Before Seb, my brother, had the op, his back was just the same. “Strings of pearls,” he told me. (God, what a dungbrain). “That’s the tips of the spines as they start to push through.” It was great hearing about his growing wings. Imagine! Seb could have been a batman! A superhero, just like Great Uncle Gerald, who I’m not allowed to mention anymore. When me and Seb were small, though, Ma would tell us the story. Back then, it was a bedtime thing. Seb in Ma’s lap, me on the floor. Seb: the cherub. Me: the freckled freak. Ma would twine her fingers through Seb’s curls as she told the tale of Great Uncle Gerald, The Diving Devil of Welton-on-Sea. “At night, he’d swoop and attack, and you’d feel a sweeping darkness. It’s said that, once, he grabbed a pug dog, drank its blood, and dropped it in the sea. It fell with a horrible plop. You can imagine.” 

I’d say I didn’t buy the bit about the dog.

“Gavin, dear,” Ma would sigh, “that isn’t the point. When you look frightening, people tell stories. The man’s home was torched, and is it any wonder?” She’d turn to Seb. “Explain to your brother why we have our wings removed.”

“So people trust us,” Seb would parrot, “and think we’re normal.”

“We are normal,” Ma would add, “because we don’t have wings.” Most of the locals, she’d say, believed Uncle Gerald was nothing but a myth, like Nessie or the beast on the moors. “And that’s because we’ve always had the op.”

But I’d raise my chin and say, “I’d never lose my wings.”

“Believe me,” Ma would snap, red spots forming in the centres of her cheeks, “if you had dirty growths like Great Uncle Gerald’s, you’d be begging for the operation. We’re respectable people. Not brutes.” 

Still, I guessed I’d skipped the wing genes — that’s what Dad said. The growths in the books, he explained, were on broad backs, and I’m kind of scrawny. Plus, being a redhead like Grandma Jones, it looks like I share Ma’s DNA. Growths, Dad always said, came from his side of the family, but that didn’t stop him from patting me down, searching my back to check. Bank on it — every time I get myself in trouble, he’s on me like a sergeant looking for a gun.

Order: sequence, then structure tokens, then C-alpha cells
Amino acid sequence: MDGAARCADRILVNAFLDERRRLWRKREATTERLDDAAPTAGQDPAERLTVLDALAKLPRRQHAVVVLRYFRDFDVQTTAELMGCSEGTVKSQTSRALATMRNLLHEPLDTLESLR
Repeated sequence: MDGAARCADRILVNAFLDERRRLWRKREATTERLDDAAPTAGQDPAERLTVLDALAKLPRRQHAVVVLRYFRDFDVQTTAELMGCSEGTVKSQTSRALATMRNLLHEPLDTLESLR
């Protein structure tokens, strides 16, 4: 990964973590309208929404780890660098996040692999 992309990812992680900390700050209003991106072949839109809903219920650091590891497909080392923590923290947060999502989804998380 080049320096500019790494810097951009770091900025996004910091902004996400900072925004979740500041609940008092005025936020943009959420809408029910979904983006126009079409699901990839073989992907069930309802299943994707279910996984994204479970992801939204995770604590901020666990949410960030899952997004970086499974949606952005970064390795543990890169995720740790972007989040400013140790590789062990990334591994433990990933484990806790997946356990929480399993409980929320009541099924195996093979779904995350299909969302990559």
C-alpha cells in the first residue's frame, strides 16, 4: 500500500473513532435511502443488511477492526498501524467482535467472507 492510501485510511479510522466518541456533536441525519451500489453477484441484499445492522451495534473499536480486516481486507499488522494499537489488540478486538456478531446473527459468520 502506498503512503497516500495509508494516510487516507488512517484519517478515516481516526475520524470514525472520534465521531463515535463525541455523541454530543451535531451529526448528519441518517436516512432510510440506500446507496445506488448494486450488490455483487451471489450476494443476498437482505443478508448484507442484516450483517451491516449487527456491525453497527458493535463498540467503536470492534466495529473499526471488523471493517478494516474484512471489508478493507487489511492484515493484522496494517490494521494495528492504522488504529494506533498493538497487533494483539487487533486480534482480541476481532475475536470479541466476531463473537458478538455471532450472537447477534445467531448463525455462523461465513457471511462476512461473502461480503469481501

Take last May, for instance. I’d picked Ma a bunch of daffodils from the park, only apparently you’re not really meant to, but it was Mother’s Day. When Ma told Dad, he led me silently to the library, and told me to stand straight and listen. “You never break the law,” he said, as he strode up and down. “That park is for the public.”

I should have stayed quiet, but instead I blurted, “Why?”

That’s when he looked at me like I was hiding something, then gave me the pat-down, which was horrid in a “hand in a jar of worms” sort of way. Dad’s hands are really big — twice the size of mine — and I could feel them pressing, running down my shoulder blades, then creeping up my spine as if to check what he’d found. When he does that, it’s like he’s testing how gross I am, which is why I made myself stare at the bureau, concentrating super-hard at all the little details. The handles on the drawers looked like curly metal ears stuck sideways on the wood. I found myself imagining that Dad was chopping the ears off babies and keeping them in a box file. In my daydream, these baby ears looked pale and bloodless like rubber shells, but then, late at night, Dad would dip them in hot metal and use them to replace all sorts of handles in the house. I know it sounds like a bonkers thing to imagine, but when Dad’s patting me down, I do go bonkers. My mind just wants to run away.

Anyway, fast forward, and here I am, soon to be a flier. Sweet avocado! Can you imagine?